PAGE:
As part of his ongoing war against the New York Times, Ben Wittes has a post today entitled “Seven Errors in Today’s New York Times Editorial.” I occasionally agree with Wittes’ criticism of the NYT; the paper sometimes misstates the law when it criticizes the Obama administration. But there is nothing erroneous about today’s editorial, and Wittes can only claim error because he fails to mention, much less discuss, the editorial’s most important paragraph (emphasis added):
The Obama administration justifies its handling of the Warsame case under the laws of war. But Mr. Warsame was not picked up on any recognized battlefield. The administration claims continuing authority for military detention, interrogation and trial. This applies not just to battlefield detentions, where it is often appropriate, but to detentions anywhere, and not just to personal involvement in violent attacks, but to a broad range of offenses directly or indirectly related to terrorism. That is far too broad a claim.
This paragraph is absolutely correct. The US and al-Qaeda are not engaged in a non-international armed conflict (NIAC) in Somalia, nor is there is a different NIAC in that country. There is also no NIAC between the US and al-Qaeda in Yemen — and even if there was, there is no evidence that Warsame was a member of AQAP or otherwise directly participated in hostilities there. (Do we even need to discuss the administration’s ridiculous argument that the laws of war apply to Warsame because “[c]ertain elements of Al Shabab, including its senior leaders, adhere to Al Qaeda’s ideology and could conduct attacks outside of Somalia in East Africa, as it did in Uganda in 2010, or even outside the region to further Al Qaeda’s agenda”?) The claim that the laws of war apply to Warsame’s detention, therefore, rests on the fiction of a global NIAC between the US and al-Qaeda — an idea that only the U.S. accepts, as Claus Kress (who is generally far more sympathetic to US actions than I) discusses in this excellent article.
I know it is fashionable in international law circles to discuss the question of whether there is a NIAC in this or that specific location in thinking about the scope of detention authority. But that it not the question that the U.S. courts ask when they review a detention case. There have been at least three cases I can think of off-hand in which the D.C. Circuit has confronted people seized in locations in which there definitely is not a NIAC: Bensayah, where the detainee was picked up in Bosnia, Salahi, where the detainee was picked up in Mauritania, and Almerfedi, where the detainee was captured in Iran. In none of those cases did the D.C. Circuit suggest that the location of capture precluded a detention. To be sure, it hasn’t specifically ruled that an out-of-theater capture does give rise to detention authority either, so the question is theoretically open. But the court certainly has never treated the fact of capture out of theater as a problem for the government, and I don’t know anyone who follows these cases seriously who thinks this will be a fruitful area for the detainee bar in the future. The simple question the court consistently asks, rather, is whether the detainee is “part of” Al Qaeda, a group with which the court acknowledges the United States to be in hostilities of a sort of that justify detention. And it is simply not true that detention of someone caught off of a battlefield raises a significant legal obstacle to his detention in the court in the United States that has decided these things to date.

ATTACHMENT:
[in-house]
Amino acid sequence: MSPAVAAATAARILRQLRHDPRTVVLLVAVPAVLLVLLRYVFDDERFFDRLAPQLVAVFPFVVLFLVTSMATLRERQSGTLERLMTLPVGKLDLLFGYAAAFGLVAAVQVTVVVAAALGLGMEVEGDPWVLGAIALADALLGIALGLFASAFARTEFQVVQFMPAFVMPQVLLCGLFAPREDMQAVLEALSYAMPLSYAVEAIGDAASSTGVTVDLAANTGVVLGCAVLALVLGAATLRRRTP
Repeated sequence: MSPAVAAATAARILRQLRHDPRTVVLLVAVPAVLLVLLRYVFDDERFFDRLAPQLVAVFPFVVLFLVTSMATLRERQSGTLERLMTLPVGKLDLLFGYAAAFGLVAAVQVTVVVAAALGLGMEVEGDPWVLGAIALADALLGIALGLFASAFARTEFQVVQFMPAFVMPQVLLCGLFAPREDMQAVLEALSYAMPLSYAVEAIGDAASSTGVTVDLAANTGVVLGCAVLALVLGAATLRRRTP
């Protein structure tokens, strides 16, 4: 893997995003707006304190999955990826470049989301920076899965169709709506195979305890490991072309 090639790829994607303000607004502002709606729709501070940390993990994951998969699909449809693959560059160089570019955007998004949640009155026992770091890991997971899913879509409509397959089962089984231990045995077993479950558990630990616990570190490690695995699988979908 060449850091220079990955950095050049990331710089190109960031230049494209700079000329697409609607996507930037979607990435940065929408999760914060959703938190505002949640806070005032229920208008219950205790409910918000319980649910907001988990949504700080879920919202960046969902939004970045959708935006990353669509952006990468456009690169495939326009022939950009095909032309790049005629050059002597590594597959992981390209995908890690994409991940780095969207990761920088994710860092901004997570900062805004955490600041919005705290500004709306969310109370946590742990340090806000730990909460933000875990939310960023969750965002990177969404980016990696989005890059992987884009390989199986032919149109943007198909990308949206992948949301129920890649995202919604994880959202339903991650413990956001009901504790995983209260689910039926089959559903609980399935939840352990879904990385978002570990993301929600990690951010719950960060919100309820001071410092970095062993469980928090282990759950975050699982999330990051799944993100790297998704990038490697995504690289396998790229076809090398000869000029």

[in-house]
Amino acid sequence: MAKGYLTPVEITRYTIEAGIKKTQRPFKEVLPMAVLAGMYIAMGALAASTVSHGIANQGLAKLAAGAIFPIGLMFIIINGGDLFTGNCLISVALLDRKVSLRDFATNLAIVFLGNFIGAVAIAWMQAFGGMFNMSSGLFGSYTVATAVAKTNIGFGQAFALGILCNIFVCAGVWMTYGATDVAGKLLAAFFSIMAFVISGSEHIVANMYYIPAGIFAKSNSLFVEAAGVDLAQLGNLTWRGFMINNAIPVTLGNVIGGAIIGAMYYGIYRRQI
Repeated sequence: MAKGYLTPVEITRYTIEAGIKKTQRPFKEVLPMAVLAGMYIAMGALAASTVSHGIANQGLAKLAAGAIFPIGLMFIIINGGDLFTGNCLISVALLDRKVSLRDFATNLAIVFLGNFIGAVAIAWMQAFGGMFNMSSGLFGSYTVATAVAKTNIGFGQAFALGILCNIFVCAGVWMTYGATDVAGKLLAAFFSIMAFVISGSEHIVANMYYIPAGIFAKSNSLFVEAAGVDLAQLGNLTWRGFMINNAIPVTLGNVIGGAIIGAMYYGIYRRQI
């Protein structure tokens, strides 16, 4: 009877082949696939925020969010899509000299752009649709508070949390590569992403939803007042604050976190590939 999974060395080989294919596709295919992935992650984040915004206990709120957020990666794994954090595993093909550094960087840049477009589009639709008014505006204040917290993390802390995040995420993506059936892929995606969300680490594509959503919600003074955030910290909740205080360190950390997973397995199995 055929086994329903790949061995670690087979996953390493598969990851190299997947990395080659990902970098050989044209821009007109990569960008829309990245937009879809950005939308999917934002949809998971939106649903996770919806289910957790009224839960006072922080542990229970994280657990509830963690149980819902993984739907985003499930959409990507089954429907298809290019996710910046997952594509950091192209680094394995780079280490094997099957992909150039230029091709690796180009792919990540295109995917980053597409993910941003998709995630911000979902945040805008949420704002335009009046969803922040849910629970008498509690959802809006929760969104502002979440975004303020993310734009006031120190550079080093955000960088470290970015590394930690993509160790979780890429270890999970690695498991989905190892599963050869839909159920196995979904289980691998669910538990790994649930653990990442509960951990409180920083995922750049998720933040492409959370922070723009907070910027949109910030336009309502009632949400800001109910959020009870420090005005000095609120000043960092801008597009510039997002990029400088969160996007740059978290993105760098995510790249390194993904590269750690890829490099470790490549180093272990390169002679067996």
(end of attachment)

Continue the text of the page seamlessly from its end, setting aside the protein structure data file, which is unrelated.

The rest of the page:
Now, it is perfectly fine for the New York Times to disagree with the court on this point or to say that, in its view, the D.C. Circuit is permitting too much detention or asking the wrong legal question. It’s perfectly fine for it to argue that to the extent the court is correctly reflecting U.S. domestic law, the United States is in breach of its international obligations. I would argue against all of those propositions, but I wouldn’t say any of them is beyond reasonable opinion. But the Times editorial does not do any of those things. It, rather, describes detention as “extralegal” and then describes the state of the law–in the paragraph that Kevin quotes–without reference to a significant body of case law that simply does not treat the geography of capture as an impediment to detention.
So look, in our system of government, the D.C. Circuit has a greater role in defining the law than does Claus Kress, however excellent his article may be. And journalists who repeatedly declaim the state of the law in ignorance of–or without reference to–significant bodies of case law, do so at some risk of ridicule by bloggers.